- Choking, An Important Lesson for the Kids - This was a lesson about swallowing, the epiglottis and performing abdominal thrusts. We made our own (movable) epiglottis with the printout to show how food is prevented from entering the windpipe:
I hope someone finds this useful! ~Liesl
Wednesday, May 1st, 2013
We’re coming down to the end of the school year and I wanted to make sure we reviewed a lot of the new comma rules we went over this year. I made this sheet for my son and thought I’d share it with anyone else who might be interested. As always they are free to download.
We read over the rules together, then he had to figure out which rule applied to each sentence and had to add in the appropriate comma/s.
By the way, I included the answers as well, but they are not shown in the collage below.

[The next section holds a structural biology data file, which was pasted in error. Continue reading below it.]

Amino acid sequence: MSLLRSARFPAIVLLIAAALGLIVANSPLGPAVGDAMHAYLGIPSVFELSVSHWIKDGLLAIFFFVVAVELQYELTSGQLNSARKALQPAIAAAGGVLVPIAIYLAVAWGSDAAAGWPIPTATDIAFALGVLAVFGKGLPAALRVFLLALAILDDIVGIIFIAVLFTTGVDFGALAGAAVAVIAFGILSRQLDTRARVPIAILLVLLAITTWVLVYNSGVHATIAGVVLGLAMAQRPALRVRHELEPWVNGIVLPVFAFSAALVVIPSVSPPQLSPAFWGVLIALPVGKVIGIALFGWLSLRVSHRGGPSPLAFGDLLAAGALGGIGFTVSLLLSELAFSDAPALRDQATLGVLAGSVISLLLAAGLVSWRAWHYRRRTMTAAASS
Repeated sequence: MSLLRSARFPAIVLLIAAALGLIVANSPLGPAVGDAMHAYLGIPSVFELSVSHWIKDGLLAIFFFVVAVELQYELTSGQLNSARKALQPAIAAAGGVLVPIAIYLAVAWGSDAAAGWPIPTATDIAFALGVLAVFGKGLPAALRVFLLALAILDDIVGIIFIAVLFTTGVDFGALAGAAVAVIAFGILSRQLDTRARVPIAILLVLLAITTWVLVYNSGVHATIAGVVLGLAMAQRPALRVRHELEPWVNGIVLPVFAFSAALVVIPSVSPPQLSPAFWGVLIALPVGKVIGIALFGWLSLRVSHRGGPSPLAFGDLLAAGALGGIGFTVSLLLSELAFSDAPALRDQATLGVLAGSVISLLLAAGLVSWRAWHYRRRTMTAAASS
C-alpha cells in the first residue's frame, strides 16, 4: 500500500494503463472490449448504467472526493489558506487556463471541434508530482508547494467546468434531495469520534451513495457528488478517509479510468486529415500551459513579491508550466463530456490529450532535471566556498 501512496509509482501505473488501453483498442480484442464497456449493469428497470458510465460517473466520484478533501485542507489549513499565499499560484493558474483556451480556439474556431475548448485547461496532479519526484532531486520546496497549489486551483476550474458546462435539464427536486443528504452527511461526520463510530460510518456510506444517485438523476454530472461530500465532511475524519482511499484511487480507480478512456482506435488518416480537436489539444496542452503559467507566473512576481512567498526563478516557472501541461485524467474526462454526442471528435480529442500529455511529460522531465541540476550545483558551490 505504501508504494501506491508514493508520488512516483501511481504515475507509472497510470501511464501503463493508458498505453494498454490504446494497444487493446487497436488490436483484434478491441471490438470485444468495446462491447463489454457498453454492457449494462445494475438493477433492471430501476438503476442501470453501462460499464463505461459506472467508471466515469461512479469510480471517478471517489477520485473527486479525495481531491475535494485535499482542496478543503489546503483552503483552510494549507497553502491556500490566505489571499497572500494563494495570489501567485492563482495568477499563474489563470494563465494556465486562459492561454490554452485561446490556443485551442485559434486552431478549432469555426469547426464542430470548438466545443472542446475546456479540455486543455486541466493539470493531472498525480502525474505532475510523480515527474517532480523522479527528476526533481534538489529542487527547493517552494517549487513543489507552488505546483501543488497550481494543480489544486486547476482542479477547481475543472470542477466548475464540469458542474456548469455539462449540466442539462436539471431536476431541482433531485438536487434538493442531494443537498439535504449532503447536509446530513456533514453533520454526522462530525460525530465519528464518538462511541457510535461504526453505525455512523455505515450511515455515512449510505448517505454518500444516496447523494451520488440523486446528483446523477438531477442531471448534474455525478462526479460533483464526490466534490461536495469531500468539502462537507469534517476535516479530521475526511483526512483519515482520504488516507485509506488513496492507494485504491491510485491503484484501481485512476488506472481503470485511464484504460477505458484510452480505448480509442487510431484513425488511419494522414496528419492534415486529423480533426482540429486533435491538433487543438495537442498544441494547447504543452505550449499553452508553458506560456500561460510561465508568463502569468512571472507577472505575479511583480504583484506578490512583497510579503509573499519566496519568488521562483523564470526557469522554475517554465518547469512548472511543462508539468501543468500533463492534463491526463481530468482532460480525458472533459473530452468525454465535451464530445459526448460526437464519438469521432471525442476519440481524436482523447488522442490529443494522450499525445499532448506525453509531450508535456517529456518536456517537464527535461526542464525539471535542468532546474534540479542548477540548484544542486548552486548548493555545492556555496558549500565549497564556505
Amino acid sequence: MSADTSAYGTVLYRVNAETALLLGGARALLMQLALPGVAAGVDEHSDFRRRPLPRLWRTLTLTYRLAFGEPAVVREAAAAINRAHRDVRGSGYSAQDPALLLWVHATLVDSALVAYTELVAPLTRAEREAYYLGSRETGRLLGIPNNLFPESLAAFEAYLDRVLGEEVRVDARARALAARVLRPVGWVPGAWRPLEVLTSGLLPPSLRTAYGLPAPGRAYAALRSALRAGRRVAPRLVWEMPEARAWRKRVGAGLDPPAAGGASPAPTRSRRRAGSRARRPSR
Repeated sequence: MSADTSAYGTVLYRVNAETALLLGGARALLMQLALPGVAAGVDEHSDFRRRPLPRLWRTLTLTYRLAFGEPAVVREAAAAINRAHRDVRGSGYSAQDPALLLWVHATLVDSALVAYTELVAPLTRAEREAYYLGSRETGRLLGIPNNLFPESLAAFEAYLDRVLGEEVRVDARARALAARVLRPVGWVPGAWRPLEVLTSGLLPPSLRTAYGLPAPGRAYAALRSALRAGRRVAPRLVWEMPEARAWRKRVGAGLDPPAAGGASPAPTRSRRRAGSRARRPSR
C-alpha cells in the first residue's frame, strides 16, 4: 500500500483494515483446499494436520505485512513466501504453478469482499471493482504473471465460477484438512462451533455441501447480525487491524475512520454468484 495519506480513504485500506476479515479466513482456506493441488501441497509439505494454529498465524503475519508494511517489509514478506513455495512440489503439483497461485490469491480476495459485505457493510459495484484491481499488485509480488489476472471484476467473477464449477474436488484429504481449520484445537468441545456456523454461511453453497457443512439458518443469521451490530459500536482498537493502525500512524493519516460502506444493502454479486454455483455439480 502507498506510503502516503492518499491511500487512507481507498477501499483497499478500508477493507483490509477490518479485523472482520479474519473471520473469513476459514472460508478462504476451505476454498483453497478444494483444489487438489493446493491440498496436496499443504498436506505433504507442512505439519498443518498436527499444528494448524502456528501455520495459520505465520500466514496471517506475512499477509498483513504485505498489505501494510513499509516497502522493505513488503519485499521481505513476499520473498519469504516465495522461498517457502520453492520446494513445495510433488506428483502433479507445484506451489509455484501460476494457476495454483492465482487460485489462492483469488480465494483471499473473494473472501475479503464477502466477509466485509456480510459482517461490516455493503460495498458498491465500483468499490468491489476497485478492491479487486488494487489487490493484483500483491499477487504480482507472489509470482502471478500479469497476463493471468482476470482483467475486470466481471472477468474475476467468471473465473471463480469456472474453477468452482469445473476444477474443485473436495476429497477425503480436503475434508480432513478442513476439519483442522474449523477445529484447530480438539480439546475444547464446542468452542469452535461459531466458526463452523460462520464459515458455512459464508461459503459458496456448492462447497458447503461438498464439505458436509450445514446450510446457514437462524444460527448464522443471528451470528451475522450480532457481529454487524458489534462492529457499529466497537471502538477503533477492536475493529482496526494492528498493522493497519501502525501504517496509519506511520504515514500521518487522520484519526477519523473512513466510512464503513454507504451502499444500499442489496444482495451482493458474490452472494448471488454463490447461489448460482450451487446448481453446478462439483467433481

Download the Comma Rules and Practice sheets:
I just thought I’d add that for our family, we spend three days on this. We went over the rules each day and then did 6 or 7 sentences… that way we were really reinforcing the rules. On the first day, I wrote examples for DD on the back of the paper as we went over the rules and she added the commas. She actually referred to the examples of the rules more than the rules themselves as she worked on the rest of it the next few days.
Related Posts: You can find other free grammar worksheets under the language arts category in the right sidebar. We did everything from synonyms and antonyms, to homophones to the use of apostrophes, quotation marks and underlining over the course of this year.
Tuesday, April 30th, 2013
As many of you know, we have been studying Africa this year in our homeschool. As we finished up our studies of West Africa, we spent about a week learning about the Transatlantic Slave Trade and about slavery in general. My kids had not yet studied this in history.
We read a number of books… most of them had an incredible impact on the kids. You’ll need to read these and decide for yourself if they are appropriate for your own children.
From Slave Ship to Freedom Road by Julius Lester — incredible paintings, thought provoking text.